SWMRP update: >10 years of research, 800 surveys and 2200 dolphin groups encountered

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UPDATE ON THE SOUTH WEST MARINE RESEARCH PROGRAM

It is hard to believe that I, John Symons PhD candidate, have now been in Bunbury, Western Australia, working with the South West Marine Research Program (SWMRP) for over 20 months now with the end of my fieldwork component for my PhD research rapidly drawing near. It’s provided so many unique opportunities to witness wildlife on the water and help improve our understanding of potential population-level consequences of human activity. My research is tied into several research components including dolphin surveys, vessel scan samples and vessel noise levels.

We have documented many calves being born over the past two years. Mojo and her new calf Juju surfaces next to each other.

We have documented many calves being born over the past two years. Mojo and her new calf Juju surfaces next to each other.

CRACKING 800 SURVEYS

Since the inception of the SWMRP a decade ago, ongoing dolphin photo ID surveys have been conducted year round in the waters in and around Bunbury covering the coastline from Binningup in the north to Busselton in the south. Over the last ten years, we have conducted over 800 boat based surveys, sighting more than 2200 groups of dolphins resulting in over 12,000 sightings of individual dolphins (including recounts). This work has been made possible through the work of three PhD candidates, several additional researchers and a plethora of international and national research assistants and a number of great partners who have supported the SWMRP over the last decade. The data collected over the last ten years will be utilised as part of my research of Stage 3 of the SWMRP assessing potential population-level effects of human activity specifically informing dolphin spatial usage (for assessing the level of exposure to boat traffic and boat noise specific individuals are exposed to), age-class specific survival rates and reproduction.

While out on these surveys the last 20 months, we have been privileged to witness a number of amazing sights. We have had sightings of numerous newborn calves over the last two years, including several individuals that were less than a week old. We’ve also gotten to witness some amazing foraging behaviour in that time including dolphins chasing and catching fish and at times being joined in the fishing by some local birds. We’ve gotten to see a scattering of penguin sightings, a couple of Australian sea lion sightings, and juvenile hammerhead sharks (e.g. we saw more than 15 on a single day once). We have even been treated to a few days of glass-like waters.

Our study site (Bunbury, WA) is mainly divided into three transects: Buffalo Beach, Beack Beach and the Inner water transect (see insert). We also conduct surveys in Busselton and in offshore waters.

Our study site (Bunbury, WA) is mainly divided into three transects: Buffalo Beach, Beack Beach and the Inner water transect (see insert). We also conduct surveys in Busselton and in offshore waters.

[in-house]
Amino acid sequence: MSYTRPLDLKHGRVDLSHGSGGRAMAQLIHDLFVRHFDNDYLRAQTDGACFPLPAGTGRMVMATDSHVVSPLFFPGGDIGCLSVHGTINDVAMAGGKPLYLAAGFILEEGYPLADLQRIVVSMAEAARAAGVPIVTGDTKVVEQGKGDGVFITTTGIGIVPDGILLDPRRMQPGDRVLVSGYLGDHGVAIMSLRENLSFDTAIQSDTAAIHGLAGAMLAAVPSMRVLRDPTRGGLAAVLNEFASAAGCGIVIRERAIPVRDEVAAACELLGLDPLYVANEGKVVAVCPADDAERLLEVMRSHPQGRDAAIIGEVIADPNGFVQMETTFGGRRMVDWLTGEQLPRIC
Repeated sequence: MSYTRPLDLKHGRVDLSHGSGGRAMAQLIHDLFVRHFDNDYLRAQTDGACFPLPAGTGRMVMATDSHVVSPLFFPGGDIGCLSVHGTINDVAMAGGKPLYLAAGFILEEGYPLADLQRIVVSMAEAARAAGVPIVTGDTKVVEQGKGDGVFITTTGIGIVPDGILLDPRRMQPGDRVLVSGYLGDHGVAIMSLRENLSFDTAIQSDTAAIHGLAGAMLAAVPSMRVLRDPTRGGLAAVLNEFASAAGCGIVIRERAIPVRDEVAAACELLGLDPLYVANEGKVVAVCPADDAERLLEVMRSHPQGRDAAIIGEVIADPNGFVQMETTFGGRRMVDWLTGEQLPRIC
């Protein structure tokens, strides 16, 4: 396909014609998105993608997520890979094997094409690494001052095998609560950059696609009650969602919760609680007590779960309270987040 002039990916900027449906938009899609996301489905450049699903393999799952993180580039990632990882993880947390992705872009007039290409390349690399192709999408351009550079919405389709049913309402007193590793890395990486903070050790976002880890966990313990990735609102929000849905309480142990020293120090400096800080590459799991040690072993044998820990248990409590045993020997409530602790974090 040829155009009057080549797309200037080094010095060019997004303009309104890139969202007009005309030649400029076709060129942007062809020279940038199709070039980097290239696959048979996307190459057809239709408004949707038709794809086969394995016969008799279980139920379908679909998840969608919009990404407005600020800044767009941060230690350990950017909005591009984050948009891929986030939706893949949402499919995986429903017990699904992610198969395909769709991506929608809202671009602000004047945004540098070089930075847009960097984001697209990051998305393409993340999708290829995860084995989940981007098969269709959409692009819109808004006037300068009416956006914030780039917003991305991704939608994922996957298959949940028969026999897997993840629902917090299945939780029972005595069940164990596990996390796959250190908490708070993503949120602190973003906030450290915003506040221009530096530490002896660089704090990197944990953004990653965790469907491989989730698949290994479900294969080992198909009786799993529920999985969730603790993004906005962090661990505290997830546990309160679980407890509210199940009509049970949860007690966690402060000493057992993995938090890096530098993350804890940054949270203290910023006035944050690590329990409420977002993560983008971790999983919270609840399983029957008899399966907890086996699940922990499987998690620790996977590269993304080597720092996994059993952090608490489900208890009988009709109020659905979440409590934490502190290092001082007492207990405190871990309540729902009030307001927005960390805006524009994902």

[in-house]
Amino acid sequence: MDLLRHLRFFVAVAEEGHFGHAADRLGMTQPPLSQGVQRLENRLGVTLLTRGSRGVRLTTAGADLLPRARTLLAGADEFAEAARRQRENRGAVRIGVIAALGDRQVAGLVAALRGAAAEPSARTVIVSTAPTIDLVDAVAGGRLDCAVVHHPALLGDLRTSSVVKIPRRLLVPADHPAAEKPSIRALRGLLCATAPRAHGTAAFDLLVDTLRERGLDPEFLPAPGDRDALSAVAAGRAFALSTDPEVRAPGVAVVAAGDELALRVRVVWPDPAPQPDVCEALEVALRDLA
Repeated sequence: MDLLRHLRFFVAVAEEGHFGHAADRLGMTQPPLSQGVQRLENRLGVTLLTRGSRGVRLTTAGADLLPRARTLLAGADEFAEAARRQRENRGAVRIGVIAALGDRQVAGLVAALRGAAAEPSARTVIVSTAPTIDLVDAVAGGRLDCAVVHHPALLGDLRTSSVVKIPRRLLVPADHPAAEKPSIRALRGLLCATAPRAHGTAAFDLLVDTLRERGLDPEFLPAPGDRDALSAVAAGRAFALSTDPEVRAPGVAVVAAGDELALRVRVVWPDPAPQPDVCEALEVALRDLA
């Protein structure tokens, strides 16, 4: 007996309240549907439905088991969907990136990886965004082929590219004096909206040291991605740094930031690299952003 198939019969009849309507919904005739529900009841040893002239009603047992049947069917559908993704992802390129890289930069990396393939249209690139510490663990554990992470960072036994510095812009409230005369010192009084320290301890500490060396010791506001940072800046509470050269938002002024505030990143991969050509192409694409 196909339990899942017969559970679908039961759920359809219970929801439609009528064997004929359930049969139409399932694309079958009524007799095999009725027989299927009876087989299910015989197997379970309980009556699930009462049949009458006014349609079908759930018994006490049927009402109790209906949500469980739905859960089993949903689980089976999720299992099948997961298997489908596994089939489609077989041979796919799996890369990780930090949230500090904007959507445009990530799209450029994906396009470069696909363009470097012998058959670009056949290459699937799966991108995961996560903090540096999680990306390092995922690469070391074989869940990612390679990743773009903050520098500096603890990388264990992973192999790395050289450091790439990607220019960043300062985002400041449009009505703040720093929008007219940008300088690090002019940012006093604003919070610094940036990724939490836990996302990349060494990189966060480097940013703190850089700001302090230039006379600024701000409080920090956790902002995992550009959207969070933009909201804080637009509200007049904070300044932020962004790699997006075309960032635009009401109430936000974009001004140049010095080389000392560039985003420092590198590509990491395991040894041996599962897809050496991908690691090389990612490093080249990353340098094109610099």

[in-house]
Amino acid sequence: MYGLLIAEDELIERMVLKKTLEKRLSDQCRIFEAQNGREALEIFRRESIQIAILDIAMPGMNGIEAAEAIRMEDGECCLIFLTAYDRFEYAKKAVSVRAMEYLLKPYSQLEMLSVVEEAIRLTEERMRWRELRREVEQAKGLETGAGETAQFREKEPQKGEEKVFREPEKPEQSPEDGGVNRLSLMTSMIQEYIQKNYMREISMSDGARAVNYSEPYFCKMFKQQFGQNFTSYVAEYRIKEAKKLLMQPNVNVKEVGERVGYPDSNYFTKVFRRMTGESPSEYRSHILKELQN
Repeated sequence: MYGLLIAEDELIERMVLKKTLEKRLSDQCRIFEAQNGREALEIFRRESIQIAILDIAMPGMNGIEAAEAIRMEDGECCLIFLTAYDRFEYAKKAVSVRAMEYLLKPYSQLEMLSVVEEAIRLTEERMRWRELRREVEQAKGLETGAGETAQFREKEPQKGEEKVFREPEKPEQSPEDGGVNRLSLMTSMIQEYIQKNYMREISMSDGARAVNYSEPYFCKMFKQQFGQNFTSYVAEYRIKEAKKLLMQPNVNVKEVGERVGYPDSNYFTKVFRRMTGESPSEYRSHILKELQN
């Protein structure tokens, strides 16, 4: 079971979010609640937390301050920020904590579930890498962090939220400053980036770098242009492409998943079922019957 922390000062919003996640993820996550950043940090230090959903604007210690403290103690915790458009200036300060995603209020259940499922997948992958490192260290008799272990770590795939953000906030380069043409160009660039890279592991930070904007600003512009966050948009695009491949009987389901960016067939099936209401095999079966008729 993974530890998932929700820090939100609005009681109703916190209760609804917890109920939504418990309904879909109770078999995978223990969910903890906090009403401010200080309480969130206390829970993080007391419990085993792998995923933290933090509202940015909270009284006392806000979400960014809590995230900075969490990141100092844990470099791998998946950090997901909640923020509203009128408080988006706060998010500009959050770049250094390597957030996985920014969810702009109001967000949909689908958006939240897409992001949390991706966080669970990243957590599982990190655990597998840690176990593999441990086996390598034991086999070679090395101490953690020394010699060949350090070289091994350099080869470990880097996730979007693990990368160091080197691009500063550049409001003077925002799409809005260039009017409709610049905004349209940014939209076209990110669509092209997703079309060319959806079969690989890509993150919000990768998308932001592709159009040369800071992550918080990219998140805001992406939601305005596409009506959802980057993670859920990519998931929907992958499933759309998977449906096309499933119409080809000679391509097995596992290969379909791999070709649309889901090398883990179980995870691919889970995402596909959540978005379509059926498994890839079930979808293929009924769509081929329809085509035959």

VESSEL DATA GALORE

Over the last 20 months, the SWMRP has been collecting vessel scan samples up to four days per week from an elevated position in Bunbury. This data set has now grown to over 55,000 individual vessel position fixes over that time in large part due to the many dedicated research assistants that have assisted me. The vessel scan sample data, in combination with existing automated identification system (AIS) data, high-resolution GPS tracks of dolphin tourism vessels and historical shipping and tourism data, will be used to model vessel usage across a large portion of the study area as part of my research assessing potential population-level effects of human activity on dolphins.

 

COMPLETION OF ACOUSTIC DATA COLLECTION

Over the last year, SWMRP have been collecting passive acoustic recordings of vessel noise in collaboration with Prof. Peter Madsen from Aarhus University in Denmark. One month of continuous recordings has been collected from each season (spring, summer, autumn and winter) over a one-year period. This data will be analysed in combination with our vessel scan sampling, AIS data, and GPS tracks of dolphin tourism to better understand the received acoustic levels at our three recording stations. These results will then be used to model vessel noise across the study area. The data collection portion of this work has now been completed and was conducted as part of the Assessing potential population-level effects of human activity on dolphins, a component of Stage 3 of the SWMRP.

 

RE-POWERING OF THE RESEARCH VESSEL

After supporting multiple PhD candidates and spending over 5000 hours in action out on the water, our trusty workhorse engine for the last ten years is finally being retired. The re-powering of the research vessel was made possible through the support of the South West Development Commission, SWMRP, Dolphin Discovery Centre and a number of individual supporters through a Crowd Sourcing campaign. Thanks to Bluewater Marine for their support!

SUPPORT

We thank our current partners for supporting Stage 3 of the SWMRP: Southern Ports Authority, Dolphin Discovery Centre, Cristal Global and South West Development Commission. Special appreciation to all of the research assistants who have made this work possible including: Dane, Tamara, Linda, Claire, Michelle, Vitaliy, Julie, Cecillie, Danielle, Micha, Claire, Jessica, Kelseyleigh, Sherie, Kath, Lorna, Lauren, Sarah, Lexi, Danielle, Nathan, Emma, Martin, Alessandra, Nicola, Sarah, Andy, Miranda, Maddey, Lucia, Jillian, Devin, and Saliza.

PUBLICATIONS ARISING FROM THE SWMRP

 

BLOG WRITTEN BYJohn Symons.

Lars Bejder PhD
Lars Bejder PhD
Professor Lars Bejder PhD is the Research Leader of the Murdoch University Cetacean Research Unit.
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